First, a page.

Mount Parish is a hill in Wan Chai, Hong Kong, to the south of Queen's Road East, between Kennedy Road and Stubbs Road.
In 1873 the Royal Navy bought the Seaman's Hospital in Wan Chai, which was running at a loss, using the money obtained by selling the hospital ship, HMS Melville. The Seaman's Hospital was renamed the Royal Naval Hospital, and the hill where the hospital stood was named Mount Shadwell, after Vice-Admiral Charles Shadwell, the Commander-in-Chief on the China Station. By 1931 the Infectious Diseases Hospital has been built on the neighbouring hill, which was renamed Mount Parish, after Commodore John E. Parish, the Naval Officer commanding in Hong Kong between 1873 and 1876. A granite pillar at the foot of the hill, beside Queen's Road East, acted as a boundary stone of Royal Navy lands. The pillar is inscribed with a '7', an anchor, and the year '1905'.
With the start of the Second World War, the Government of Hong Kong built a network of air raid protection tunnels in order to prepare for a possible war with the Japanese Army. During the Battle of Hong Kong, the defenders of Hong Kong fought the Japanese in order to prevent the latter from advancing into Central. The buildings were damaged during the war.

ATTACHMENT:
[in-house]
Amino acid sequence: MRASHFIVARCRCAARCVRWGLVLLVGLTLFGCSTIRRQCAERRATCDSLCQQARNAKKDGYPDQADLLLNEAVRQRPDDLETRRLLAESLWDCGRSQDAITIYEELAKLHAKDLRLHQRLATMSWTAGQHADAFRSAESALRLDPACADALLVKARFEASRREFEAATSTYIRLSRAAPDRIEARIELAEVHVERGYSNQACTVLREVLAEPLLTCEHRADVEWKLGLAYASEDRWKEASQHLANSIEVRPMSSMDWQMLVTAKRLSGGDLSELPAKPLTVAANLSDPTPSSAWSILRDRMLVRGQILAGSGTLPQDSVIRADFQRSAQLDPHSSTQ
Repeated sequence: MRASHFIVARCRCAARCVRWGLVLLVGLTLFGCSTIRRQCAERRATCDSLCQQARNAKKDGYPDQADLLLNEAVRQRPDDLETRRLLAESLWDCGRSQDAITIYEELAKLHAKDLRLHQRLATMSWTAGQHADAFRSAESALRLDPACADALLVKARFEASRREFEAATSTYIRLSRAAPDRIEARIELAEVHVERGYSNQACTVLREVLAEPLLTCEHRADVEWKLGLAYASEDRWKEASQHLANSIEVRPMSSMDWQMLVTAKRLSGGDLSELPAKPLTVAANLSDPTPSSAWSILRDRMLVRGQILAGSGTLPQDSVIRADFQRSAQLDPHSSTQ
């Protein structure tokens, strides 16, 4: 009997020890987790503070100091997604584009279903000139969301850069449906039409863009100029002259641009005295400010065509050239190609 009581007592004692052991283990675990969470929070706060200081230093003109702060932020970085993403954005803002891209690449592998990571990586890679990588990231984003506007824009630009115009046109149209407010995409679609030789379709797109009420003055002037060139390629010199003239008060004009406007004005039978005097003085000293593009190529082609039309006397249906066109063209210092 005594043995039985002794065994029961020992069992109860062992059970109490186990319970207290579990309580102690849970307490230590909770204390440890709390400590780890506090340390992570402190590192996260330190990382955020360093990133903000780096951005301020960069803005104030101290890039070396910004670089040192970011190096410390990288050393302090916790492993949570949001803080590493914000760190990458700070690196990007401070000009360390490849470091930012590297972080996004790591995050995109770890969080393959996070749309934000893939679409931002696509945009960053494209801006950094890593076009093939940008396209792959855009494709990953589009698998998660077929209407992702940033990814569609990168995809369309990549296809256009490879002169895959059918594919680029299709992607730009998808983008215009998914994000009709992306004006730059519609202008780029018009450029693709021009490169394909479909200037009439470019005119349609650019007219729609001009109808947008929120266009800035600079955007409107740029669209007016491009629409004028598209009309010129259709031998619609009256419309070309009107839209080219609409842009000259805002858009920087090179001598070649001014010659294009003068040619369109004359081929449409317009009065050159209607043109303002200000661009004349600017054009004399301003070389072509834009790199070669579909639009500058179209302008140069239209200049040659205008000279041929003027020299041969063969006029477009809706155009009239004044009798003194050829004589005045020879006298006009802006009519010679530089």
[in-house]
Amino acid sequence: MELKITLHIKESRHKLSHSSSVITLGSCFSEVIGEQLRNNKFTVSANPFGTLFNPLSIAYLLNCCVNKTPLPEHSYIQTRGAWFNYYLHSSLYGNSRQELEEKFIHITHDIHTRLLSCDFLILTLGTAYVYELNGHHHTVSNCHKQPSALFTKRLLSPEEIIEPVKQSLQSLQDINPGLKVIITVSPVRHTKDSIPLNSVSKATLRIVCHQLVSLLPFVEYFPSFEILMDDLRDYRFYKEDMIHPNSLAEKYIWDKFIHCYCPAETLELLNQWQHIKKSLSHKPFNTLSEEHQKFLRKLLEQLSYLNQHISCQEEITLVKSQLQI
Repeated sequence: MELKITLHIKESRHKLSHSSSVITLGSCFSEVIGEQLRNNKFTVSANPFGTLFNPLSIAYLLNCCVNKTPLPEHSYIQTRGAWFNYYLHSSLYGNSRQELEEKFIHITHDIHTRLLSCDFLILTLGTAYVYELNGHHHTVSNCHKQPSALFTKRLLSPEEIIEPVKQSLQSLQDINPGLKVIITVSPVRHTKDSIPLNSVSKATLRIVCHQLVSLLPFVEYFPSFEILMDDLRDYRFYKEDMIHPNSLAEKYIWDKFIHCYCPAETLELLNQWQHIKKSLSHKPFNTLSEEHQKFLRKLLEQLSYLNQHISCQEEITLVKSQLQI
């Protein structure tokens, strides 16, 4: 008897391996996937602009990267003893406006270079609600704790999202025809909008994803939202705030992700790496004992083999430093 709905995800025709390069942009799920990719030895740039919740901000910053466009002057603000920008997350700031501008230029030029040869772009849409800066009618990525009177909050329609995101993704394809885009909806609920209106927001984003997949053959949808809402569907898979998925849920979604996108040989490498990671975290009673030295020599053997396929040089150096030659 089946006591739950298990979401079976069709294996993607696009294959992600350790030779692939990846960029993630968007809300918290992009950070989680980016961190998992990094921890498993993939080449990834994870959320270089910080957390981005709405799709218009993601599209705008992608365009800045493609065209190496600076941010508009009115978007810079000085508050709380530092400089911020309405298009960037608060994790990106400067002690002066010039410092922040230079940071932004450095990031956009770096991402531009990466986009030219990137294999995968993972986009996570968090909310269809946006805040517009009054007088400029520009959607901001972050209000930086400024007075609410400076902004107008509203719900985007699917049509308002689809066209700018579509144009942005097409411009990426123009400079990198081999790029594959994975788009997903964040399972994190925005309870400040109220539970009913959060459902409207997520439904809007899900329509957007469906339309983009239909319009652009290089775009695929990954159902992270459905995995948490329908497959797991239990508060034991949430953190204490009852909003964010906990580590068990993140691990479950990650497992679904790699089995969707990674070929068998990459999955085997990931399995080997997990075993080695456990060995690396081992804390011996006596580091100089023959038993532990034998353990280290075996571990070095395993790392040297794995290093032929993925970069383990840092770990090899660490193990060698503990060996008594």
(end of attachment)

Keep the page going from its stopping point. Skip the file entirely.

The campus of Wah Yan College, Hong Kong still stands at the top of the mount and covers an area of 20,000 square metres (220,000 sq ft). It was completed and officially opened on 27 September 1955 by the then Governor Sir Alexander Grantham, replacing the old campus at Robinson Road. It was designed by Professor Gordon Brown of the University of Hong Kong, containing classrooms, laboratories, a hall and a chapel.
Air raid precaution tunnels
There is a network of air raid precaution (ARP) tunnels under Mount Parish, which was built by the Government some time before the Battle of Hong Kong in 1941. Like the other 28 ARP tunnels in Hong Kong, the purpose was to provide protection for citizens from air raids by the Japanese Air Force. The total length of the tunnels is 1.8 km, with two ventilation shafts and 13 portals numbered from 71 to 83, along the slope beside Stubbs Road, Queen's Road East and Kennedy Road.
Most of the portals were filled in after the war, leaving only three portals which are currently accessible by related government staff, those with numbers 72, 80 and 81. Surveys made in the late 1970s and early 1980s revealed that the tunnels are divided into three levels, with connecting slopes between them.